We have a patient we will be training in November that only speaks Burmese. We do have access to a translator device for the training, however we were looking for some written patient education materials in Burmese for her to refer to at home if she has questions. We were looking for at least something discussing signs and symptoms of peritonitis, exit site infection, when to contact the clinic, etc. Does anyone have access to any training materials specific for peritoneal dialysis in that language? I have tried reaching out to several PD programs in more metropolitan areas thinking they may have a more diverse population they have trained, but all seem to only have Spanish information.

Questions About PD

Julie Yordy , Nurse from Danville, PA USA asked
We have a patient we will be training in November that only speaks Burmese. We do have access to a translator device for the training, however we were looking for some written patient education materials in Burmese for her to refer to at home if she has questions. We were looking for at least something discussing signs and symptoms of peritonitis, exit site infection, when to contact the clinic, etc. Does anyone have access to any training materials specific for peritoneal dialysis in that language? I have tried reaching out to several PD programs in more metropolitan areas thinking they may have a more diverse population they have trained, but all seem to only have Spanish information.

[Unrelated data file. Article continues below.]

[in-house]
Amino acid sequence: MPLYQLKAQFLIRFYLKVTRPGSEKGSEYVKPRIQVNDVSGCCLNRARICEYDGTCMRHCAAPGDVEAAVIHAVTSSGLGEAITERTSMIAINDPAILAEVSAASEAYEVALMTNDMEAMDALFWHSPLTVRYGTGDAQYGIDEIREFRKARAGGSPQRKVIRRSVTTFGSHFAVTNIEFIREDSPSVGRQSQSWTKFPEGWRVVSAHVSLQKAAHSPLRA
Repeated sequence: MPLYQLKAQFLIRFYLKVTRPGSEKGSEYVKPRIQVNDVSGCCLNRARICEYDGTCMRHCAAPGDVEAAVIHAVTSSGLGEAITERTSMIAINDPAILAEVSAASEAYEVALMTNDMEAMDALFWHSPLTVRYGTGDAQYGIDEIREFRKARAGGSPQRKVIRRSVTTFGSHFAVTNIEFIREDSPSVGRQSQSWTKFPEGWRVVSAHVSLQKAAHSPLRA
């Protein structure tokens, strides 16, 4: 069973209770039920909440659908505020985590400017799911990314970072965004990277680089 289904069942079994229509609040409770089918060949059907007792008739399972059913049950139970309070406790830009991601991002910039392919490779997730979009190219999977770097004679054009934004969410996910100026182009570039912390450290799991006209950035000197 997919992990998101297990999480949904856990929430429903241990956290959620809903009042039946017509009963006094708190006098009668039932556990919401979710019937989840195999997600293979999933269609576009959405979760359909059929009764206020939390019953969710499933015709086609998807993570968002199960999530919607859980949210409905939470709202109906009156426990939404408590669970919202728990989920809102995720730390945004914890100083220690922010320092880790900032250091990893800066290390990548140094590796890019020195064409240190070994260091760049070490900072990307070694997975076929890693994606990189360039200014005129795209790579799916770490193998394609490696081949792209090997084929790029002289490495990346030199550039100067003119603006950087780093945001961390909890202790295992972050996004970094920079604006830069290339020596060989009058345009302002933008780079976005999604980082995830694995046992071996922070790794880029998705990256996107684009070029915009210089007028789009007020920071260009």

1 answer

Nurse (Canada) November 1, 2019

We thank you for your interesting question. I have checked with my colleagues on the Nursing Liaison Committee of ISPD but none of us is aware of a handout discussing signs and symptoms of peritonitis, exit-site infection, when to contact the clinic etc. written in Burmese. However, we do feel that an excellent approach is try to have this information in pictures/photographs. For example, a healthy PD catheter exit site plus one that is infected; clear fluid in a PD bag plus one of cloudy PD effluent.
Now, of general interest to your patient and his/her family members, the Kidney Health Australia website does have information for patients translated into many different languages that you can download. Information in Burmese is available on the following topics: Are you at risk of kidney disease? Looking after yourself with CKD; Nutrition and Kidney Failure; and Treatment Options. These same fact sheets in English are also available. The website is: https://kidney.org.au/about-us/resources-library/translations
We would also like to point out that for patient safety, we feel it is important that you have a family member available in the home who speaks both Burmese and English, so if there is a problem, the issue can be discussed with the PD nurse on call and/or the nephrologist. We feel the same would need to be in place for clinic visits.

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